Tuesday, August 08, 2017

Why the Google Manifesto writer was fired

I read the Google manifesto.

This is why Google decided to fire him.
Google has been sued for gender pay discrepancy. Millions of dollars are at stake. So Google is doing their very best to show that they treat their female employees fairly. Google also has to consider their public image, since more than half of Google′s potential user base consists of women.
One Google employee wrote a piece implying that these new practices were the wrong thing to do, and that there were difference between men and women that make income inequality inevitable. This was posted as an memo on an internal Google network, ostensibly where only Google employees would be likely to read it.
Criticizing company policy where your coworkers can see it is often a fast-track to getting fired. This includes statements made on social media, statements made to journalists, and postings on company bulletin boards. This goes double for criticizing policy in front of clients and customers.

James Damore′s termination was not about ideology, it was about the bottom line. Although it is legal to fire a person for political beliefs, most employers are happy to hire Democrats, Republicans, independents, and people who don′t vote at all. Google weighed millions in possible lawsuits and bad PR against Damore′s contributions to the company. They decided that they were in no longer need of his services. If keeping a employee is going to cost a company millions more than what they pay him, they will likely find a reason to fire him.


Damore is a smart man. He knows how computers work. He would like us to believe that he is an expert on human biology and psychology. He probably knew how US corporations work. He had to have known that publishing this manifesto would get him both fired and famous. That was probably his plan all along.
Recently, Aaron Sobczak sent this tweet.



 And Elizabeth Nolan Brown screenshotted it and sent a tweet of her own. As of this writing, Sobczak has made his account private.

Is it okay to make sandwich jokes? If I were the Dictator of Comedy, I would proclaim a 5 year moratorium on ″Make Me A Sandwich″ because it has run its course and is no longer funny. I don′t find them offensive, I just keep hearing them over and over and over again. And yet when I say that this is not funny, that leads people to the conclusion that it is funny. Just as when a man says that he is not racist, people will cite that statement as proof that he is in fact racist. But yes, Sobczak has a right to make idiotic sandwich jokes.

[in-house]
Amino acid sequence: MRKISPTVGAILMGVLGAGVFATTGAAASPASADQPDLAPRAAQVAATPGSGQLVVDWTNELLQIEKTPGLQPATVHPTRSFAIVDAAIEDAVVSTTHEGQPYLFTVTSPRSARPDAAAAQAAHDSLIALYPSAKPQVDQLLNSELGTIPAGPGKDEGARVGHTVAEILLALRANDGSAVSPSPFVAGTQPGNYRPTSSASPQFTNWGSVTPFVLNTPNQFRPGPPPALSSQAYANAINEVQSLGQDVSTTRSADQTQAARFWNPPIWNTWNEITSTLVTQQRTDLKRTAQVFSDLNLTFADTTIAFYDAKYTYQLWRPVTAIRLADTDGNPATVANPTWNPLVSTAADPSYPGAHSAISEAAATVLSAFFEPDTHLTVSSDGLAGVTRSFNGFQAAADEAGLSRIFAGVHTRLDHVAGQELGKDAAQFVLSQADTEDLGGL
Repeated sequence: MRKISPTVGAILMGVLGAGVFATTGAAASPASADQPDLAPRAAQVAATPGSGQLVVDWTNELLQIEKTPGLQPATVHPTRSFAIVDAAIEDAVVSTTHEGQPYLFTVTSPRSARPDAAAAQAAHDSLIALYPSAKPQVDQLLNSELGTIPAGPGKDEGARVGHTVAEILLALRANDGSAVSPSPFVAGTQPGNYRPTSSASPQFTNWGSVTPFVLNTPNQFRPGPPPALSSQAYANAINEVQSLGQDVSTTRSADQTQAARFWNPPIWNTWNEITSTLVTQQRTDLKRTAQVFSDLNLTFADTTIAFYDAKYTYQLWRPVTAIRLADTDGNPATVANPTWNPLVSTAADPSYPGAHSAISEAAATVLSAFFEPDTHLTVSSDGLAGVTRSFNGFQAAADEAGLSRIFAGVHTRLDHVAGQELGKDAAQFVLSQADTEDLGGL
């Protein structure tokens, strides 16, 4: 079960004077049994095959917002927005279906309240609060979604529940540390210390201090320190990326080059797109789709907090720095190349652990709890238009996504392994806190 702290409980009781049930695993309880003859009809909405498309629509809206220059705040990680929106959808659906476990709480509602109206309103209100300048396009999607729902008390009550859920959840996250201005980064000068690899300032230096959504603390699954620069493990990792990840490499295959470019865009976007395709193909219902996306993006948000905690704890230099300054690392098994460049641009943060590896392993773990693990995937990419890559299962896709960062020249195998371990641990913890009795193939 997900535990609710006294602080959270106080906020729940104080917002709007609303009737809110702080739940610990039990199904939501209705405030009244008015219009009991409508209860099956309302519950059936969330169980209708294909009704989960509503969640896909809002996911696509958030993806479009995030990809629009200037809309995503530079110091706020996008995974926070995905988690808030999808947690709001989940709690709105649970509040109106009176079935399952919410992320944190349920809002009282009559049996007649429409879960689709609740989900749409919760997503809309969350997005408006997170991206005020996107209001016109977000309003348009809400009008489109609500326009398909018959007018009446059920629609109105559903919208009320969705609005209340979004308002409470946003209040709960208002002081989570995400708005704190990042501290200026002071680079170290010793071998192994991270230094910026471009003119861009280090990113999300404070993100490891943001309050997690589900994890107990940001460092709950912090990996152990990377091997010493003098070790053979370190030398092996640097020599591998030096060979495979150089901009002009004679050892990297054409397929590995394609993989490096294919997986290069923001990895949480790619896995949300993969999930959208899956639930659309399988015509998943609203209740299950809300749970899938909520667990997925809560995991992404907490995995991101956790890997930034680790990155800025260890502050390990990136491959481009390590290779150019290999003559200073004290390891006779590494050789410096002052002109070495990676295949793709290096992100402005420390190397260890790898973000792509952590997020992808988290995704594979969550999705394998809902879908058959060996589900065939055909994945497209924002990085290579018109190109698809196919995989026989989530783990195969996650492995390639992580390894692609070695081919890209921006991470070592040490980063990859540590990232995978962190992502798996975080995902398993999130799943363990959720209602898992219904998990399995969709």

Does E. N. Brown have a right to call Sobczak out on this? Sure. This a teachable moment. When you make offensive or annoying jokes, expect people to respond by saying they are offended or annoyed. When you say something on the Internet, be ready for your own words to be heard by a wider audience than you originally intended.

When you introduce yourself to a fellow libertarian, it′s often in your best interests to show some common courtesy. Don′t say racist or sexist jokes until you′re familiar enough with that person to know what kind of humor they would appreciate. Elizabeth N. Brown was correct to teach Sobczak some manners.

This isn′t to say that there is no place for humor or other hi-jinks. Humor can help the cause of liberty greatly, but there is a time and a place for it.You can totally dance on stage in your underwear if you actually work in a strip club. It′s just not a good idea to do so at a political convention.

There has been some concern that Brown′s response may have damaged Sobczak′s career prospects. First of all, his sandwich joke did more to harm his reputation than her retweet of it. Secondly, if he is in the habit of making sandwich jokes in public, then his chances of being allowed to work around women are low. Third, I personally know a guy who said far worse, received undisired media coverage for it, and still landed a pretty sweet government job. Forth, nobody has a right to a good job. If a human resource director gets to choose from two equally qualified candidates and a Google search of both their names turns up a sandwich meme, I would bet money that her hiring decision would be based on her opinion of that meme. But there will always be demand for food service workers, janitors, and security guards.


If Aaron Sobczak has learned his lesson, then I wish him the best of luck in his future endeavors. If he has not learned his lesson, he′ll need a lot more luck than I could ever wish him. Perhaps he has a career in comedy in his future, but he′ll need fresher material than jokes about sandwich making.